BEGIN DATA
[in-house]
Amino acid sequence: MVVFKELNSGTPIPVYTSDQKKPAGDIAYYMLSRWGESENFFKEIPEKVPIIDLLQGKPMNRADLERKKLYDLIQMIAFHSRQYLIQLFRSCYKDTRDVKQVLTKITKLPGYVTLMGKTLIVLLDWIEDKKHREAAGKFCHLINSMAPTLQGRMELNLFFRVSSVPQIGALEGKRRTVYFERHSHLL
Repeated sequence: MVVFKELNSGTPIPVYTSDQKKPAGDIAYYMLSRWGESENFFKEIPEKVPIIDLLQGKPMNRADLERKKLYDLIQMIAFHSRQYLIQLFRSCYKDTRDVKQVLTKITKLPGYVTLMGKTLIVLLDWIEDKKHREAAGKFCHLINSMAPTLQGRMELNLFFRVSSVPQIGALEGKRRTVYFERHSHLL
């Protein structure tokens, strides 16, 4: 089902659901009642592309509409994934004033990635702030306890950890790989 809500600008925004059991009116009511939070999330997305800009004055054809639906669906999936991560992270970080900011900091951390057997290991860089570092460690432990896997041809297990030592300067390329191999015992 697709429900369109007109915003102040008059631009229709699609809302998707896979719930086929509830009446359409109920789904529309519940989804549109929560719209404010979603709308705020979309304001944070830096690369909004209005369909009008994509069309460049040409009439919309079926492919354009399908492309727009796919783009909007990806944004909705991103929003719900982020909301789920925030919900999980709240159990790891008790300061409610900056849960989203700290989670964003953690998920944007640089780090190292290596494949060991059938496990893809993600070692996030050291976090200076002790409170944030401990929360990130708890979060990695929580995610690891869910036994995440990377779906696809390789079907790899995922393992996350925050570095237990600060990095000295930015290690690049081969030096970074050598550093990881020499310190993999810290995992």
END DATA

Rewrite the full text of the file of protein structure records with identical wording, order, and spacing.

[in-house]
Amino acid sequence: MVVFKELNSGTPIPVYTSDQKKPAGDIAYYMLSRWGESENFFKEIPEKVPIIDLLQGKPMNRADLERKKLYDLIQMIAFHSRQYLIQLFRSCYKDTRDVKQVLTKITKLPGYVTLMGKTLIVLLDWIEDKKHREAAGKFCHLINSMAPTLQGRMELNLFFRVSSVPQIGALEGKRRTVYFERHSHLL
Repeated sequence: MVVFKELNSGTPIPVYTSDQKKPAGDIAYYMLSRWGESENFFKEIPEKVPIIDLLQGKPMNRADLERKKLYDLIQMIAFHSRQYLIQLFRSCYKDTRDVKQVLTKITKLPGYVTLMGKTLIVLLDWIEDKKHREAAGKFCHLINSMAPTLQGRMELNLFFRVSSVPQIGALEGKRRTVYFERHSHLL
């Protein structure tokens, strides 16, 4: 089902659901009642592309509409994934004033990635702030306890950890790989 809500600008925004059991009116009511939070999330997305800009004055054809639906669906999936991560992270970080900011900091951390057997290991860089570092460690432990896997041809297990030592300067390329191999015992 697709429900369109007109915003102040008059631009229709699609809302998707896979719930086929509830009446359409109920789904529309519940989804549109929560719209404010979603709308705020979309304001944070830096690369909004209005369909009008994509069309460049040409009439919309079926492919354009399908492309727009796919783009909007990806944004909705991103929003719900982020909301789920925030919900999980709240159990790891008790300061409610900056849960989203700290989670964003953690998920944007640089780090190292290596494949060991059938496990893809993600070692996030050291976090200076002790409170944030401990929360990130708890979060990695929580995610690891869910036994995440990377779906696809390789079907790899995922393992996350925050570095237990600060990095000295930015290690690049081969030096970074050598550093990881020499310190993999810290995992």